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Glucose is a six-carbon aldohexose. The straight chain hexose structures can become cyclic. When aldehydes and ketones undergo reactions with alcohols, hemiacetals or hemiketals are formed. In aldohexoses, the cyclic structure is formed when the hydroxyl group in the fifth carbon reacts (nucleophilic addition) with the carbonyl carbon of the aldehyde group. The product formed is a hemiacetal.

A few facts worth remembering

  1. The six-membered (hemiacetal) ring formed is called the pyranose ring.
  2. The oxygen in the ring is from the hydroxyl group involved in the ring closure.
  3. The carbon which is denoted as “carbon one” in the cyclic structure is the carbonyl carbon of the straight chain (the aldehyde group).
  4. Notice that the cyclic structure can go either way in the sense that the resulting cyclic structure can either be an α- or a β-anomer.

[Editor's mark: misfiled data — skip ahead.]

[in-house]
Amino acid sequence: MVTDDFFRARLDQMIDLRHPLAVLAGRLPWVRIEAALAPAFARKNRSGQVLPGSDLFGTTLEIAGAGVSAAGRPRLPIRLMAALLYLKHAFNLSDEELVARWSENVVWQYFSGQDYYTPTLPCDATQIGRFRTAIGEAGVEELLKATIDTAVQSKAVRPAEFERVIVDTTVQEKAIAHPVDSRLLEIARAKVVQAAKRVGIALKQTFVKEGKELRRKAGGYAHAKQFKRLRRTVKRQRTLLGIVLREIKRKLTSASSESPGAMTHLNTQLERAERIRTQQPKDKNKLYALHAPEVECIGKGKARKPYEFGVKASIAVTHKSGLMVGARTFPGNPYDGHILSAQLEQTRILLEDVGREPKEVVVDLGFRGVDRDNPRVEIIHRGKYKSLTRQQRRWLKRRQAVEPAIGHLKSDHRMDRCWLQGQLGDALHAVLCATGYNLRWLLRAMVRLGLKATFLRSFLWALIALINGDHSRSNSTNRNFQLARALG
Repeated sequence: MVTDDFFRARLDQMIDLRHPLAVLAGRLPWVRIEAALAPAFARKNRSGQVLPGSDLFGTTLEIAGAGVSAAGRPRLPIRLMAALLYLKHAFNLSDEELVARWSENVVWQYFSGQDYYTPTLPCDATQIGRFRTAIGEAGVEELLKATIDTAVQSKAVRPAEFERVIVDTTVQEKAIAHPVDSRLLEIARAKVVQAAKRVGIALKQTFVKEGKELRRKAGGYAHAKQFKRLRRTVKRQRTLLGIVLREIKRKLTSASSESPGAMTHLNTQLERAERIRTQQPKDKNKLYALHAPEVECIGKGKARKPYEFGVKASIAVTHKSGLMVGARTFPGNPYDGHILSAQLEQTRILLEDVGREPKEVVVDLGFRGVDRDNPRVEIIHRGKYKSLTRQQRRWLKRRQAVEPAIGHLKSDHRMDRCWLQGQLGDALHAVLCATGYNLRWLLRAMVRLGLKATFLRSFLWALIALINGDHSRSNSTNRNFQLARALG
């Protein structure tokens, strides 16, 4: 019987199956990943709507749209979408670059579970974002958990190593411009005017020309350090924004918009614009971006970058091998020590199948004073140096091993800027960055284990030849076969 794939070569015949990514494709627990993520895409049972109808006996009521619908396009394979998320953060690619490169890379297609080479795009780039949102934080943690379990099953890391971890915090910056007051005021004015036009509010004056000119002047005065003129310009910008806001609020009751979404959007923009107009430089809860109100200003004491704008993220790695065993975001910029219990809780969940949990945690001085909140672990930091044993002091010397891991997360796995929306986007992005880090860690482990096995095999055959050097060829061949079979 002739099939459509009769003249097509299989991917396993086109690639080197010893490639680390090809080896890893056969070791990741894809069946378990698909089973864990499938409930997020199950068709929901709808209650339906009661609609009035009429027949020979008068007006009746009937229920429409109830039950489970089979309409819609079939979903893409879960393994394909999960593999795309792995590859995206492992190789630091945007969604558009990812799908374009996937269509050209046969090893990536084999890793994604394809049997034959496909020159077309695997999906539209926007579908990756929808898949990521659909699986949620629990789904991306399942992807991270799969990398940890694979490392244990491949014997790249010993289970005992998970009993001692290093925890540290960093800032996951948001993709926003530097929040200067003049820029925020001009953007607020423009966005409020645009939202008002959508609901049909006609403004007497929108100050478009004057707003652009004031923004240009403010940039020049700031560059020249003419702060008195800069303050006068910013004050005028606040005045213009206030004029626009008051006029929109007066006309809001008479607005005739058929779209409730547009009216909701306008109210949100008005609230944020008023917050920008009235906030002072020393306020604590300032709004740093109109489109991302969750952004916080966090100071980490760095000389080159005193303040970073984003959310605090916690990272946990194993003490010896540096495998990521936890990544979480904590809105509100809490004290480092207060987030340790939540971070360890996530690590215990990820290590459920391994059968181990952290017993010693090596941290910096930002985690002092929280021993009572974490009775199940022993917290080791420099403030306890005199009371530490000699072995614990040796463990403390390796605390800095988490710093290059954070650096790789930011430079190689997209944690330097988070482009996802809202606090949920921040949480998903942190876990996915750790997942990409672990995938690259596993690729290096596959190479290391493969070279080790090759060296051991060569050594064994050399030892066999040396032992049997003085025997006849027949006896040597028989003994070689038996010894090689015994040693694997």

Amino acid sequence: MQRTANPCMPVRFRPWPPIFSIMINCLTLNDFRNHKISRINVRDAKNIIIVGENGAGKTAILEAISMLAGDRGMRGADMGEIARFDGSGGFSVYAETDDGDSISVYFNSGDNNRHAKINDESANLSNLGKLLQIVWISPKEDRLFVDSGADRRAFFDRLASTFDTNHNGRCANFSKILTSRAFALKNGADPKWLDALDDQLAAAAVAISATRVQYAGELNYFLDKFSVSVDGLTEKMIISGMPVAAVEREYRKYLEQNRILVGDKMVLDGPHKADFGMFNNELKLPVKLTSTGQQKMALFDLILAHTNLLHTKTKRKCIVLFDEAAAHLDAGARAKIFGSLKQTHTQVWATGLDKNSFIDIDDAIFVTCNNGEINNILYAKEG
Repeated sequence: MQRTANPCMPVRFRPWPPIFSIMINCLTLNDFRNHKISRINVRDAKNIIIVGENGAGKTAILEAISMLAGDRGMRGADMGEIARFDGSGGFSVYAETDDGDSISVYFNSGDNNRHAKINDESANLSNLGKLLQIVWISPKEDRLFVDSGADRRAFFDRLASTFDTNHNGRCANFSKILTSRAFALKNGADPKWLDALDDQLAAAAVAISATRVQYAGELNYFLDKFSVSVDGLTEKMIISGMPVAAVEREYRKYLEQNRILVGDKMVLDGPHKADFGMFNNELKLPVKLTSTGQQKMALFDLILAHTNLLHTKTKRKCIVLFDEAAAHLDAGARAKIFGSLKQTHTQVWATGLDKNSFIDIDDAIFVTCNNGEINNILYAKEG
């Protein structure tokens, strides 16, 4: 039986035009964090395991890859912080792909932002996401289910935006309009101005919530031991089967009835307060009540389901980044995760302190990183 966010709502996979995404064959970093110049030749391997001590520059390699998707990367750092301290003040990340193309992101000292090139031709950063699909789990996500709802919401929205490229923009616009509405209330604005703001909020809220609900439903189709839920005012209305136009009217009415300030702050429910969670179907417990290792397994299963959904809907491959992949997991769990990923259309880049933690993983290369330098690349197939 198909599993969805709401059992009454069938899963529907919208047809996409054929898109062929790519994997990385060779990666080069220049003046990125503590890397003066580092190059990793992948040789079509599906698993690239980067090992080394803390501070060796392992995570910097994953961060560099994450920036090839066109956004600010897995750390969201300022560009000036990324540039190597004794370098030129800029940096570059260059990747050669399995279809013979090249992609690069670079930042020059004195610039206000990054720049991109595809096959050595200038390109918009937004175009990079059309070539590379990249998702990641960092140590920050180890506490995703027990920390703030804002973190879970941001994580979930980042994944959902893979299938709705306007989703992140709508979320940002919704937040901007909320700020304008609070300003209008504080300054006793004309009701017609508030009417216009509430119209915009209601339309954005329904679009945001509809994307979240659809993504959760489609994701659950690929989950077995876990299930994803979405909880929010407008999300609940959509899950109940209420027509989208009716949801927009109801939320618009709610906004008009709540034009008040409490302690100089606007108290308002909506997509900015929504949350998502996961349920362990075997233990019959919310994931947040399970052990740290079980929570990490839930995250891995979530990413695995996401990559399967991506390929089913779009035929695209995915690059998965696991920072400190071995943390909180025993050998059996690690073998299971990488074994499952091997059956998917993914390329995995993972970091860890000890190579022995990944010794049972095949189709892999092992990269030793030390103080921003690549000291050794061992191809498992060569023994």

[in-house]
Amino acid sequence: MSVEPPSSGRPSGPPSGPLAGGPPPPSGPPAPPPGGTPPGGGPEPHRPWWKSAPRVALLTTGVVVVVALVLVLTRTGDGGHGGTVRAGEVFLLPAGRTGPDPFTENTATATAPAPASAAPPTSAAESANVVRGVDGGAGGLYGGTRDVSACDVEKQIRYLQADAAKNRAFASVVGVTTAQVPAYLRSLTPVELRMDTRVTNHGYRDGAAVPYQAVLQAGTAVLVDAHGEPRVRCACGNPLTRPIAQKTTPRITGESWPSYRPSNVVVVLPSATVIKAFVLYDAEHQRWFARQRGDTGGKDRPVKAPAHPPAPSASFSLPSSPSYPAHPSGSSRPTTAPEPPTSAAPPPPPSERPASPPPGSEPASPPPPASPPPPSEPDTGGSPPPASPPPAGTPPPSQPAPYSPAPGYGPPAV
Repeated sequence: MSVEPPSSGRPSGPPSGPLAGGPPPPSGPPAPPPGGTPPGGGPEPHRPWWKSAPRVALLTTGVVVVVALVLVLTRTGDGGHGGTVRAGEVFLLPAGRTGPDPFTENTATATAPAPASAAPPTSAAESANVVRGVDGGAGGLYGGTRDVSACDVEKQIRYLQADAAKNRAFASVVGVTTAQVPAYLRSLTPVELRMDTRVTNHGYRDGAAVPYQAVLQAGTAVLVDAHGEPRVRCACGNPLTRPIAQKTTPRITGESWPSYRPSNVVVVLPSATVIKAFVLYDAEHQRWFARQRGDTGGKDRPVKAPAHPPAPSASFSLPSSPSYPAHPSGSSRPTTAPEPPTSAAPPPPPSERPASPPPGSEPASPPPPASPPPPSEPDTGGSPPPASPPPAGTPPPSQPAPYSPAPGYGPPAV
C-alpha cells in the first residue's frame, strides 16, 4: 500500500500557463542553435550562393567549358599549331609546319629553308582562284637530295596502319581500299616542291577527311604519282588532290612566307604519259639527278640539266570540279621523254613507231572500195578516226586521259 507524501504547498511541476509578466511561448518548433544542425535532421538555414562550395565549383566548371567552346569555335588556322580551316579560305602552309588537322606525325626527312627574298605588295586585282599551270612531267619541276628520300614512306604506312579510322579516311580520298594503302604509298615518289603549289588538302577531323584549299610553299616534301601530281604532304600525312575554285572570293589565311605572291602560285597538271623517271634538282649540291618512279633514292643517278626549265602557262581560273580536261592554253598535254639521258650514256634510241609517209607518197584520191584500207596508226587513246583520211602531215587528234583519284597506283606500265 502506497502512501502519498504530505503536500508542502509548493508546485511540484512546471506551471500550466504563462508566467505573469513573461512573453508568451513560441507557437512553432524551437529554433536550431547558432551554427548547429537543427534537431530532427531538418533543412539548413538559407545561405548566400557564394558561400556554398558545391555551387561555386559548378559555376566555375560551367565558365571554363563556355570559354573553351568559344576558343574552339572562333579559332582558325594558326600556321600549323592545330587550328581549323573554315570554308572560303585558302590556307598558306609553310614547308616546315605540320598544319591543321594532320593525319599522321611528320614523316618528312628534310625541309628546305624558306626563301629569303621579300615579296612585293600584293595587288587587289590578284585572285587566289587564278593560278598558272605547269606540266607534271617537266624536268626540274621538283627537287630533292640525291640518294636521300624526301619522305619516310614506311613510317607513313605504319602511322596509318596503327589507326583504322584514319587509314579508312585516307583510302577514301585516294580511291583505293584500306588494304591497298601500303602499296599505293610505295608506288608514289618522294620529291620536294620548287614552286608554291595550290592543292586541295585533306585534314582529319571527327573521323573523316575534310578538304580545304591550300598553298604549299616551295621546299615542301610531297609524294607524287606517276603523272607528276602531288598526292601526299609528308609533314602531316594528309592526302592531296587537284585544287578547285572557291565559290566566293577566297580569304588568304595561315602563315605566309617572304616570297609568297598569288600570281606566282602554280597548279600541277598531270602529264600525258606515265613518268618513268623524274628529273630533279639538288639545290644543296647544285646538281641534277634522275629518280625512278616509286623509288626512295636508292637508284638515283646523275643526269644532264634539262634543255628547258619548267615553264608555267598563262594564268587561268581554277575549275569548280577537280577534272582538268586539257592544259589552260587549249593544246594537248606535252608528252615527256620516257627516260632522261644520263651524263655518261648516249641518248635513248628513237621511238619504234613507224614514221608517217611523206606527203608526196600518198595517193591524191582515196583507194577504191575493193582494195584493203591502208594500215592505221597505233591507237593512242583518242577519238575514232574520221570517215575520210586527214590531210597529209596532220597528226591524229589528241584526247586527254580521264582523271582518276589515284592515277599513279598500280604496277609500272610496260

5. The carbon number `one’ shown in the cyclic structure is called the anomeric carbon.
  6. In aqueous solutions, the α- and β-anomers can interconvert, and the process is termed mutarotation.


Figure: The formation of cyclic structures of glucose


Fructose is a ketohexose sugar. The cyclic structure formed is called a hemiketal, and the five membered ring that is formed is called furanose ring. The straight chain structure and the cyclic structures of fructose are shown in the below figure.


Epimers are any two isomeric sugars which differ in their configurations only at one of the chiral carbon atoms. Glucose and mannose are epimers. Glucose and galactose are also epimers.

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